Last year’s Hedgesville basketball team finally broke through the barrier that had eluded the program since a state title since 1970. The Eagles put together an impressive run as the No. 7 seed in the state tournament, eventually edging George Washington 33-32 in the Class AAA championship game.
“A lot of hard work went into the state title by a lot of people, and the kids were able to execute the game plan,” said coach Kelly Church. “I’ve said it over and over, I don’t know if we were the best team in the state of West Virginia last year, but I do know we were the best team that weekend. It was a tremendous experience that we’ll live with for the rest of time. It was awesome.”
That title game, meanwhile, was the lowest-scoring boys’ state championship under the current three-class format, which dates back to 1959. The game drew cries from around the state to implement a shot clock in high school basketball, but for Church, his team simply did what it had to do to win.
“We’re well aware of the stigmatism that comes with the talk of having to put a shot clock in because of us,” he said. “In some ways, that’s really flattering. But in one half of basketball last year at the state tournament, we scored 48 points, which was more than any other Class AAA team scored in a half of basketball. You have to be able to play at different speeds, and for us to be able to figure that out, took a while last year.”
“I don’t know if we were the best team in the state of West Virginia last year, but I do know we were the best team that weekend. It was a tremendous experience that we’ll live with for the rest of time.” — Hedgesville coach Kelly Church
It’s something Church is hoping his team this year figures out early on. Gone from that state championship team is Q.J. Peterson, who led the Eagles with 14 points in the title game.
“If he wasn’t the player of the year in the state, he was certainly the most valuable player. At times he put us on his back and willed us to win,” Church said. “Anytime you lose that, it’s hard to replace.”
And for the most part, it’s a new group of players this year for Church in terms of game experience as they try to defend their Class AAA title. Still, the Eagles did bring back three players that received significant game action last year in seniors Juwan Powell and Chris Shields, along with junior C.J. Burks.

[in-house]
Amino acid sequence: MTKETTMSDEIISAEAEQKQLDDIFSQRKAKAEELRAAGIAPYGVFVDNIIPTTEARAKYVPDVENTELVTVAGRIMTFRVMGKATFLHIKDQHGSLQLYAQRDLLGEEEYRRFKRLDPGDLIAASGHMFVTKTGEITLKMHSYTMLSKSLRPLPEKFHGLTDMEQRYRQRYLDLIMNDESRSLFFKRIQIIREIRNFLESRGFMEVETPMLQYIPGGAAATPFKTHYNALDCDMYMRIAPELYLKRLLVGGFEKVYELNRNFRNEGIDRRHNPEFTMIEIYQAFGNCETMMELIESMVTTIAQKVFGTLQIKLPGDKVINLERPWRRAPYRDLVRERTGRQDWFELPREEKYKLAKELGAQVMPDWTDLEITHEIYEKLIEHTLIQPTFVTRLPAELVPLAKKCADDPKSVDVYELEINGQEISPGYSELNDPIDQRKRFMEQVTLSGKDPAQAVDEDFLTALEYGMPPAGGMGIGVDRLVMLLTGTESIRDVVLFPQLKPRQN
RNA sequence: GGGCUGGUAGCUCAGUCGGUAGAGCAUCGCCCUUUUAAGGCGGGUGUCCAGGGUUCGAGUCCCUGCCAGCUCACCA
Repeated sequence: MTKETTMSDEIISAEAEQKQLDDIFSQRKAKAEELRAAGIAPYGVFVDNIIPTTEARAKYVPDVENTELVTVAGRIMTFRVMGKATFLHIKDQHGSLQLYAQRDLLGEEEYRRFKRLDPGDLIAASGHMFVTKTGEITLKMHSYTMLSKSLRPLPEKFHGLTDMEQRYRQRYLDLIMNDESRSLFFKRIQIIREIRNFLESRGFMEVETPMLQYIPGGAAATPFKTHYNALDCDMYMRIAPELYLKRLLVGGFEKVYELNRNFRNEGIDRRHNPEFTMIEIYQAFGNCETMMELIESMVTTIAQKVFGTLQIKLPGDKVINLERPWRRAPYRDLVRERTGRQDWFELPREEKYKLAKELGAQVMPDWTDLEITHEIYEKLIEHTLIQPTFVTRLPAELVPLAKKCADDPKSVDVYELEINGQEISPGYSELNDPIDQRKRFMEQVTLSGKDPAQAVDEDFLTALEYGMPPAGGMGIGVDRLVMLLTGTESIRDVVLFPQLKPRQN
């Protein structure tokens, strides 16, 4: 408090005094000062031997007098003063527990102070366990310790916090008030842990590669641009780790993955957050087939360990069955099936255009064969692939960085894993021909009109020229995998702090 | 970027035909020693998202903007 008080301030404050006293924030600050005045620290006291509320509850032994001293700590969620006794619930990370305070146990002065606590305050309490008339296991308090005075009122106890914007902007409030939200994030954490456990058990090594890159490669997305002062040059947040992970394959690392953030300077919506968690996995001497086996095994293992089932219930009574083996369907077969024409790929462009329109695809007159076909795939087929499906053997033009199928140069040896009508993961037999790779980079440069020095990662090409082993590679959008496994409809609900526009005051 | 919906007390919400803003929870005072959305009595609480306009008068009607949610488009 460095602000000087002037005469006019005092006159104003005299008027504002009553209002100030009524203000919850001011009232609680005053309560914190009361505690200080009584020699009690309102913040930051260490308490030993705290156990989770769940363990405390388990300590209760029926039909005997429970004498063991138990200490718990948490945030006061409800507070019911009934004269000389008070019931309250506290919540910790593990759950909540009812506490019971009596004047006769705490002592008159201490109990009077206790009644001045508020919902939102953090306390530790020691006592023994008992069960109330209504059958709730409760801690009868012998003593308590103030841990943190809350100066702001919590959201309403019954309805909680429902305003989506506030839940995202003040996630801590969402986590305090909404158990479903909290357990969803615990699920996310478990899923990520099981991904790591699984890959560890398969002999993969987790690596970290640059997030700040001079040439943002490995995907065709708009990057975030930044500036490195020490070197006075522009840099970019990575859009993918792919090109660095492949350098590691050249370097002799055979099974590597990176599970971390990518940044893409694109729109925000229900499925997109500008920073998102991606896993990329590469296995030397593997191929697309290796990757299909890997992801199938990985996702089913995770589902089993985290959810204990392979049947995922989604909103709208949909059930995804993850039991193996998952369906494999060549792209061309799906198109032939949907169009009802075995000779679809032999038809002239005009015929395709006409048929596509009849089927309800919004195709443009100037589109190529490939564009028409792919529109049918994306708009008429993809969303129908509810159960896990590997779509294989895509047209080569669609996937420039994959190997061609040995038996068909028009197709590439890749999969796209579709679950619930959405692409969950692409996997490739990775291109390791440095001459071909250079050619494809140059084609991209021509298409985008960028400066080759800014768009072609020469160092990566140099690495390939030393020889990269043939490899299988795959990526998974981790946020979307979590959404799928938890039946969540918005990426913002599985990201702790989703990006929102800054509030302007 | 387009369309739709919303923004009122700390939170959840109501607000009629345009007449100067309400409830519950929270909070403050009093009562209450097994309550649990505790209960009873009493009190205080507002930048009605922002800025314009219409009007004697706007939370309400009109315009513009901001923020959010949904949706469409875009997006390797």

“We have a long way to go to get to where we want to be,” Church said. “And as tremendous as last year was, we try to not to let it take away from the other years where we didn’t win state championships.
“We’d be the defending state champions if this was pro sports, but Q.J. isn’t here to help us defend anything. So, we’ve moved on and it’s a new year. We’re going to have a number of obstacles in the way and we’ll just do the best we can. We’re not always even the best team in our own practice, so we have a long way to go.”
The system, though, and coaching philosophy for Church hasn’t changed. Why mess with a good thing?
“If I let our kids just run up and down the court and press the whole time, they would love it,” Church said. “But the reality of it is that there are at least two teams in our area in Martinsburg and Washington that are probably more athletic than we are – especially when you get past the first five or six kids.”
Regardless, Church expects to have his team ready to compete for a trip back to Charleston in March. And if they do get there, who knows?
“We play so differently at times than everyone else in the state, so if we can just get to the state tournament, then we have a chance,” Church said. “But the reality of it is for us is that we have a long road ahead before we even get there.”